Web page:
First published in 1921, Rilla of Ingleside is one of the only contemporary depictions in Canadian fiction of women on the home front during the First World War. Focusing on Rilla Blythe, the pretty and high-spirited youngest daughter of Anne Shirley, the novel paints a vivid and compelling picture of the women who battled to keep the home fires burning. Using her own wartime experience and imagination, Montgomery recreates the laughter and grief, poignancy and suspense, struggles, and courage of Canadian women at war.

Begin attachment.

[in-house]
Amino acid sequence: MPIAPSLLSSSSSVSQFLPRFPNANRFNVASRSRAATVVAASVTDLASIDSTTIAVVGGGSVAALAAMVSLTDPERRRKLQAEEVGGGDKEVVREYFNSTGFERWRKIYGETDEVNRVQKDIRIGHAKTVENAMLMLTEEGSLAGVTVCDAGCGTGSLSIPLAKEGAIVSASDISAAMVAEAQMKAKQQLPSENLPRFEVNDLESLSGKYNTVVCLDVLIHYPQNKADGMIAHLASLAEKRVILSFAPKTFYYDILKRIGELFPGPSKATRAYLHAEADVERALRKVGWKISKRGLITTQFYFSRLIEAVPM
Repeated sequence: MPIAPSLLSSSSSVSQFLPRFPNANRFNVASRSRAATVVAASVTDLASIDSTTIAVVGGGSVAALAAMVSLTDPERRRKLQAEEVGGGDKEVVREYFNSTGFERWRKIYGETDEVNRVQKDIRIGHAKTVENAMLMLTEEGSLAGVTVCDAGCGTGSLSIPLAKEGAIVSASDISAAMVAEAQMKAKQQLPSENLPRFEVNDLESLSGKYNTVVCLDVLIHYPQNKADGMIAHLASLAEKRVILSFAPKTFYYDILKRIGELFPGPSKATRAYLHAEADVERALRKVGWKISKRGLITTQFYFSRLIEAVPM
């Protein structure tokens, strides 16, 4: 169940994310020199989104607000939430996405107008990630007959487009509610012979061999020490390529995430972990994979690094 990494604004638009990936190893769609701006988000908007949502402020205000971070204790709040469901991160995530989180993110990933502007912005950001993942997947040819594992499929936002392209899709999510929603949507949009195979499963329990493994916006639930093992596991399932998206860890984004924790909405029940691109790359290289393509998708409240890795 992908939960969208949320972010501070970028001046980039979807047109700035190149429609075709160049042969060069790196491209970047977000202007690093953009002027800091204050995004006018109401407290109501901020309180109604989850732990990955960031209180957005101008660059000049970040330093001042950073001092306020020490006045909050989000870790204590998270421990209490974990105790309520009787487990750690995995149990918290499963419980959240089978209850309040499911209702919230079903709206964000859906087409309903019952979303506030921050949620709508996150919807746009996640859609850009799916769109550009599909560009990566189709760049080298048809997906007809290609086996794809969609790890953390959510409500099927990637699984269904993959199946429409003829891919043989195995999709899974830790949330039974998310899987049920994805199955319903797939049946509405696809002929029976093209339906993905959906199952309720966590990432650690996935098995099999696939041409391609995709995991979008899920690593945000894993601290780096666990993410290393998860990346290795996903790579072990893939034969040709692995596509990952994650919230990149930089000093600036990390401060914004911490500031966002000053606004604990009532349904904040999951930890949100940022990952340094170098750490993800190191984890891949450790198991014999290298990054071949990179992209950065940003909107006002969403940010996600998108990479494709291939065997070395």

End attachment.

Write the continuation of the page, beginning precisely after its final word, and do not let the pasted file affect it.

Lucy Maud Montgomery was born in Clifton (now New London), Prince Edward Island, in 1874. After the death of her mother in 1876, Montgomery was raised by her maternal grandparents in the nearby community of Cavendish. She received a teaching certificate in 1894, and studied literature at Dalhousie University in Halifax, Nova Scotia, in 1895. After a brief career as a teacher at various island schools, she moved back to Cavendish in 1898. In 1911, she married the Reverend Ewan Macdonald and moved to Leaskdale, Ontario, where Macdonald was minister in the Presbyterian Church. A prolific writer, she published a number of short stories, poems, and novels, but is best known for Anne of Green Gables and its sequels: Anne of Avonlea, Anne of the Island, Anne of Windy Poplars, Anne's House of Dreams, Anne of Ingleside, Rainbow Valley, and Rilla of Ingleside. Montgomery died in Toronto in 1942 and was buried in her beloved Cavendish, Prince Edward Island.